Hansberry’s influence in the theater in terms of black performers and black audiences—who saw themselves truthfully presented onstage for the first time in A Raisin in the Sun—was far greater than might seem to be the case. By 1959, Hansberry had attained fame as the youngest American and the only black dramatist to win the Best Play of the Year award. A Raisin in the Sun ran for 530 performances, toured extensively, and has been published and produced in more than thirty countries. In it, she raised the issues of racism and segregation, showing their negative influence on all of American society. She also illustrated the stereotypical hierarchy common in African American families that lack a father-figure,...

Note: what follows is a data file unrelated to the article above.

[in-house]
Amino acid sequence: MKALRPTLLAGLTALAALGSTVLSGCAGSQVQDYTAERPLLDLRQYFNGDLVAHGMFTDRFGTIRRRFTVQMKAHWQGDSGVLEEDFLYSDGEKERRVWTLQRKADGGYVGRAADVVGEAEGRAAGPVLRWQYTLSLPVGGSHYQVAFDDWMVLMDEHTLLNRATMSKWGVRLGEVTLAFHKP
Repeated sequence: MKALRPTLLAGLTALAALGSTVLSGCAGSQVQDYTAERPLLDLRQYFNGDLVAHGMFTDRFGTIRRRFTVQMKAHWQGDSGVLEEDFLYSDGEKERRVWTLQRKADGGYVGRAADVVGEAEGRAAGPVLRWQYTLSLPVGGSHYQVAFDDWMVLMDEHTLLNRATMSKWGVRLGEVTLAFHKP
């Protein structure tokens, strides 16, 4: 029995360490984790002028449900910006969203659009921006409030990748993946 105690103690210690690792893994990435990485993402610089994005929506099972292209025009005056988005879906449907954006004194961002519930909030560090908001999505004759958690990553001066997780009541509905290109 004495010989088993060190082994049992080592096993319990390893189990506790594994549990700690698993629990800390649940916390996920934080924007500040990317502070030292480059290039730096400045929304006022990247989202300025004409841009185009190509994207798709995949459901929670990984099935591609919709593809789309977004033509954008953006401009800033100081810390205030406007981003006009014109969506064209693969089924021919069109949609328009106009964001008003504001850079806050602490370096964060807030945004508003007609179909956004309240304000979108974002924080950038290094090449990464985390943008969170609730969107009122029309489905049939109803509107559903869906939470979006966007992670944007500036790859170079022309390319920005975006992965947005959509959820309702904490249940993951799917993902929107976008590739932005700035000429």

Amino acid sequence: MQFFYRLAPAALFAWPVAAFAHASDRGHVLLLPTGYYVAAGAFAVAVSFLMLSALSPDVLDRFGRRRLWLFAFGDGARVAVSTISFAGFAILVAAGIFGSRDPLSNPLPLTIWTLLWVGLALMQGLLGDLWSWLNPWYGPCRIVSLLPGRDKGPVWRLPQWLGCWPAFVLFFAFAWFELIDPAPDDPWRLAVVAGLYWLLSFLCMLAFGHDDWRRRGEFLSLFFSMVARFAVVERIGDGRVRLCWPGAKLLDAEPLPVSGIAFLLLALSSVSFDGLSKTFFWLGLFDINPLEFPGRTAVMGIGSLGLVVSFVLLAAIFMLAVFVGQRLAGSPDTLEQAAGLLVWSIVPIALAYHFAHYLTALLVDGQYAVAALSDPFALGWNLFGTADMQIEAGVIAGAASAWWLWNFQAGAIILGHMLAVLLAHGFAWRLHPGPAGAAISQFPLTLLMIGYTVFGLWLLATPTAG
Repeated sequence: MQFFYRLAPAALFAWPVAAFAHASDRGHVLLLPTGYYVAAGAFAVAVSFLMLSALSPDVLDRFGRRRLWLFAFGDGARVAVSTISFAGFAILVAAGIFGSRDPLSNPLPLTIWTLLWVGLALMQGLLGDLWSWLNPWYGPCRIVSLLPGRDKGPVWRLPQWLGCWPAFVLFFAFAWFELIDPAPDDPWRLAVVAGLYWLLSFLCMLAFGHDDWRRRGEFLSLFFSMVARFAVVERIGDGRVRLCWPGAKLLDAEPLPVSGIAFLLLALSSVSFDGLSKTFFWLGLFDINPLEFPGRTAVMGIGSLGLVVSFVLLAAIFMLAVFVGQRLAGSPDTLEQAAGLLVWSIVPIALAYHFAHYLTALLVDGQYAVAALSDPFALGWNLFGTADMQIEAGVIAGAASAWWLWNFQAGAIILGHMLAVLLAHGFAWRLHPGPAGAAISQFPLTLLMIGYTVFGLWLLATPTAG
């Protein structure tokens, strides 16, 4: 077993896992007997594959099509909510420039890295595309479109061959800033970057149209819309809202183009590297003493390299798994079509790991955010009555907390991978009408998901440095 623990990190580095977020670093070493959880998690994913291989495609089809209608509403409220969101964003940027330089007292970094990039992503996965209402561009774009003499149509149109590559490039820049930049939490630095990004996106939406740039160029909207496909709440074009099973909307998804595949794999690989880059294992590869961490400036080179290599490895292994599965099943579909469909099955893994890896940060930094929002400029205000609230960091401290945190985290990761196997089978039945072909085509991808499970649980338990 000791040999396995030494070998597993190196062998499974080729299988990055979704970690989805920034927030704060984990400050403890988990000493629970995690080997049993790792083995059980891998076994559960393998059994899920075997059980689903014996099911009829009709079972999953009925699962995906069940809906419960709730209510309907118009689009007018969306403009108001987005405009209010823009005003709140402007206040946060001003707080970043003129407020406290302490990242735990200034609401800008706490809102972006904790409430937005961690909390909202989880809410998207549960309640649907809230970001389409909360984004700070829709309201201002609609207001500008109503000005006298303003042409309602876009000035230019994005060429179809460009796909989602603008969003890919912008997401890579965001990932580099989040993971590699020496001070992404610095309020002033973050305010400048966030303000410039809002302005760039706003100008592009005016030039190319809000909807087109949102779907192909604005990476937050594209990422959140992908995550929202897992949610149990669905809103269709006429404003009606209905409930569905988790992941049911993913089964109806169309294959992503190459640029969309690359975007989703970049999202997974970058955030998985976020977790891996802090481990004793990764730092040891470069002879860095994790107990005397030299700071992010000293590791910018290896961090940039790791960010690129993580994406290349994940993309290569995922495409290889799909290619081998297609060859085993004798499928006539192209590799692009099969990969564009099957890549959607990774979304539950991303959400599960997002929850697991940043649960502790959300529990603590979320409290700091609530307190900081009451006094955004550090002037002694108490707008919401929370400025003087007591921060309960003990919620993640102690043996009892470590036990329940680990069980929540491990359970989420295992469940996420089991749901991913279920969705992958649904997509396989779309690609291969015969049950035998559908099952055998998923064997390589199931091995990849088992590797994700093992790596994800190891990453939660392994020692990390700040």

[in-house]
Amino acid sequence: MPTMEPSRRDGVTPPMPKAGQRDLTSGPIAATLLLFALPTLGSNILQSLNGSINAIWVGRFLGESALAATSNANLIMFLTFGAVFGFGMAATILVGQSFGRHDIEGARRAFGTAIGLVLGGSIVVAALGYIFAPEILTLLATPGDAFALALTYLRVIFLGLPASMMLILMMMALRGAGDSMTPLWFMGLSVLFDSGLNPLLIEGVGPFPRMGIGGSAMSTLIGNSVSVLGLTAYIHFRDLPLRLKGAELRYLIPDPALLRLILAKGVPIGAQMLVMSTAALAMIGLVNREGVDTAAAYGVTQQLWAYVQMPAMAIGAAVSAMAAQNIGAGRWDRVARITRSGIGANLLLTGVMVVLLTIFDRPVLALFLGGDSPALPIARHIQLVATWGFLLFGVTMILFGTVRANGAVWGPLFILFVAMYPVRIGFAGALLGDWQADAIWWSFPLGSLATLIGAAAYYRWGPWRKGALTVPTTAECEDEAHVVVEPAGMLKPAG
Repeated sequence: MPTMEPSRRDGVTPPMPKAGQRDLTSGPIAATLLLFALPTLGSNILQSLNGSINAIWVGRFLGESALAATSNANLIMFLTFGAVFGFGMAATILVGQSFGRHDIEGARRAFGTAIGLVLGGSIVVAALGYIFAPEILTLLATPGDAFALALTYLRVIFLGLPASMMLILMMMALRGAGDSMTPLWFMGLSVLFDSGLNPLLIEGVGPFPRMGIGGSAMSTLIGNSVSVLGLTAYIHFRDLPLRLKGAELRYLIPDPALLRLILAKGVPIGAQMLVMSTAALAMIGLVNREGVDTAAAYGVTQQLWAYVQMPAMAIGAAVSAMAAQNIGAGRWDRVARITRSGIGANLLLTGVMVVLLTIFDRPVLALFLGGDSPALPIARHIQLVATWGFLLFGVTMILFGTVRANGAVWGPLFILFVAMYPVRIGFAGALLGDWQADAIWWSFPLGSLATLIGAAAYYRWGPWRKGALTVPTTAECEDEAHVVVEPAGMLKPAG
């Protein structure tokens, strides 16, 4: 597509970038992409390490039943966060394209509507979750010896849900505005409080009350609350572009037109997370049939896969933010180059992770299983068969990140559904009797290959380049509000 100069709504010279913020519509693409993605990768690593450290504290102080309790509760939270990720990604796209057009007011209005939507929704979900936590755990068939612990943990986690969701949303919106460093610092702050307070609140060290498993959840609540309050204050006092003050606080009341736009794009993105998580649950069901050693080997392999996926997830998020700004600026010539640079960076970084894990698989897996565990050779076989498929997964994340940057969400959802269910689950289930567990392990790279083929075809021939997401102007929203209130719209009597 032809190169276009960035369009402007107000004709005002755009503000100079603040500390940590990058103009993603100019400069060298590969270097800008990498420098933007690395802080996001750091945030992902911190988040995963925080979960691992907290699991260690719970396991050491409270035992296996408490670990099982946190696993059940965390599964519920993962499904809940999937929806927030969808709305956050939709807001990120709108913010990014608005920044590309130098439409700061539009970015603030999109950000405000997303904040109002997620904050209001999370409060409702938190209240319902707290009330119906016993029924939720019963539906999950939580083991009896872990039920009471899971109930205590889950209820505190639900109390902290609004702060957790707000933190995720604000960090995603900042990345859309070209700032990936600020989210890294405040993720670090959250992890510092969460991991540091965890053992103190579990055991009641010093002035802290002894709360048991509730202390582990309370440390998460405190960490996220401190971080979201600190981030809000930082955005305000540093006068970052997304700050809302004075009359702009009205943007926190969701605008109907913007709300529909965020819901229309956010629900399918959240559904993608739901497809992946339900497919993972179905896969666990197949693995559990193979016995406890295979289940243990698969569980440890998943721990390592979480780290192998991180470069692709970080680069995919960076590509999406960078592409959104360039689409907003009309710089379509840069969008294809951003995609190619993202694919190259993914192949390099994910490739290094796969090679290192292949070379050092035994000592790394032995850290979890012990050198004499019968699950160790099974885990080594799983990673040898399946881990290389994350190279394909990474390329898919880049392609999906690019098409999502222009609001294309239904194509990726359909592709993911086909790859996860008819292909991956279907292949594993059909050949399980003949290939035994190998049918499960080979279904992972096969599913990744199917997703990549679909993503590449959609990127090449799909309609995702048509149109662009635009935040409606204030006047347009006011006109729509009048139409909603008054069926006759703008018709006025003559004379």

(The entire section is 261 words.)
Act I, Scene 1: Questions and Answers
1. Why does Ruth scramble Walter’s eggs, even though he says does not want them scrambled? What does this indicate about their relationship and about whether or not they try to listen to one another?
2. Why does Ruth tell Travis to get his mind off the money that is coming the next day? What does this indicate about Travis?
3. Why does Walter give his son more money than he needs for school? How does this leave Walter, in terms of money he himself needs in order to get to work? What does this indicate about Walter’s personality?
4. What rift is indicated between Ruth and Walter when she says to him, “You mean graft?”, when he talks of how he plans to get his...